HISTORY: Remembering the FáinneDublin People 19 Feb 2016
LAST week marked the 100th birthday of the Fáinne. The idea for the small round golden badge, often worn on the lapel of jackets, was conceived at a meeting of members of the Gaelic League in Dublin on February 17, 1916.
This historic gathering demonstrates the important link between the Irish language movement and the 1916 Rising as many of those who took part in that meeting would take an active part in the rebellion just two short months later.
Piaras Béaslaí, a leading Irish language activist and member of the Irish Republican Brotherhood, presided at the meeting.
Béaslaí, along with Diarmuda Uí hÉigceartuigh, another participant in the Rising, are believed to have been the key movers behind the idea for the Fáinne.
Liam O’Rinn, who later translated Peader Kearney’s ‘The Soldiers’ Song’ into Irish (with that version of the song becoming the national anthem) and Gearóid Ó’Suilleabháin, the volunteer who had the honour of unfurling the tri-colour from the roof of the GPO at the beginning of the Rising, were also in attendance.
Other participants included Míchéal Ó Loinsigh, Gilbert Mac an Bhaird, Máirtín Ó Conalláin and Diarmuid Ó Cruadhlaoich, who all either played a part in the Rising or subsequent revolutionary events, along with Máire Ní Raghaigh who opened the country’s first Irish language bookshop.
This list of participants seems to confirm Padraig Pearse’s statement that the foundation of the Gaelic League was the beginning of the Irish Revolution.
The meeting proposed the idea for a new symbol, the Fáinne which means ring in the Irish language, which would be worn by Irish speakers to allow other speakers identify them and to demonstrate a willingness to speak Irish in their daily lives. Effectively, it was a campaign to promote the use of Irish on a daily basis. The Fáinne was launched to the wider Irish language community two days later in an article written by Béalslaí that appeared in An Claidheamh Soluis, the newspaper of the Gaelic League, which was once edited by Padraig Pearse.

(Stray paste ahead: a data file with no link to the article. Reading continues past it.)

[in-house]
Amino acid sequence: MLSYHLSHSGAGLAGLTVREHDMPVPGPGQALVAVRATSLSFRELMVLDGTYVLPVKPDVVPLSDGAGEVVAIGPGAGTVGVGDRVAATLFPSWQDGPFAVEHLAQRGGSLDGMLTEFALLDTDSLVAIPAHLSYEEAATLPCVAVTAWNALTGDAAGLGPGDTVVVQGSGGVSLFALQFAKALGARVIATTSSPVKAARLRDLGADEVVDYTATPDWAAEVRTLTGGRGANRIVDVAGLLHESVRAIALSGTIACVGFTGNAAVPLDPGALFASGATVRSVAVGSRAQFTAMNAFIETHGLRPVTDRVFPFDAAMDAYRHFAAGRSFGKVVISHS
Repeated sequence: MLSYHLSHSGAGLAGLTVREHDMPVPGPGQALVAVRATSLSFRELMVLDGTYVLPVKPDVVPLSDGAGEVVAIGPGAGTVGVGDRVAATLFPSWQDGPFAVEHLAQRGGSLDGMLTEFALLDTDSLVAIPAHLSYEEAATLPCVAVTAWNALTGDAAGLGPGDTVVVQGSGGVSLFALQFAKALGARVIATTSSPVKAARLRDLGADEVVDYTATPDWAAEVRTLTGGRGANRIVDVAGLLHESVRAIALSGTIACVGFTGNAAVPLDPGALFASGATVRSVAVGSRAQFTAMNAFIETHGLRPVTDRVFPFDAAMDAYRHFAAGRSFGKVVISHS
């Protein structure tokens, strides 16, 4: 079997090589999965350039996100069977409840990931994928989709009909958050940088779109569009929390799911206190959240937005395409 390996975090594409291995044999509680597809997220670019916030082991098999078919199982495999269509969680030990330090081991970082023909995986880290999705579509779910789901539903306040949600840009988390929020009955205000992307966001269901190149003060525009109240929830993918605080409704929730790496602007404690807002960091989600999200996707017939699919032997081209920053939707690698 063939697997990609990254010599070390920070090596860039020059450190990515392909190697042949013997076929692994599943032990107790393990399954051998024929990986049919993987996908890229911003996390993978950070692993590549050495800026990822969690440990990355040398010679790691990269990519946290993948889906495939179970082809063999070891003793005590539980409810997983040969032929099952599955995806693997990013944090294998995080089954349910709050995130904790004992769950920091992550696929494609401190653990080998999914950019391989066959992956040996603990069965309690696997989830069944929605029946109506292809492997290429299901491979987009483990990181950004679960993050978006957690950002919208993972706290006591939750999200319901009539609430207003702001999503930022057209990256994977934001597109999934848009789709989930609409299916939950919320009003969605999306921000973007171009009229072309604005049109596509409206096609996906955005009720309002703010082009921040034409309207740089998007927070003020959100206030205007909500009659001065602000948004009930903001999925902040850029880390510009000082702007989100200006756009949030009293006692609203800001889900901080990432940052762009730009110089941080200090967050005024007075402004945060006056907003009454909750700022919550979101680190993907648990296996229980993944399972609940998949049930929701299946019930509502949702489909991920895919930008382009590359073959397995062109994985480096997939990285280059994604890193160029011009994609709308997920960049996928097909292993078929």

A committee was then established to promote the Fáinne, with Béalsaí acting as president of the group. The concept of the Fáinne soon spread amongst the members of the Gaelic League and the Fáinne became an important symbol and a key part of the Irish language revival.
Today, though no longer as widely worn, the Fáinne is still available from Conradh na Gaeilge. One hundred years after its conception the Fáinne continues to show a person’s connection to the Irish language.
No longer the preserve of fluent speakers alone, there are now a number of different categories of Fáinne available.
The Gold Fáinne, or An Fáine Óir, is worn by fluent speakers. The Sliver Fáinne or An Fáinne Airgid is worn by those with a reasonable level of spoken Irish, who are happy to converse ‘as gaeilge’.
The Cúpla Focal badge is available for those only beginning to learn the language but are happy to use whatever Irish they have.
One hundred years on from the birth of the Fáinne and the 1916 Rising, perhaps it would be a fitting tribute to the Gaelgeoirí who fought during Easter week, for those who can speak Irish to wear a Fáinne this year and continue to promote the revival of the Irish language like the Rebels of 1916.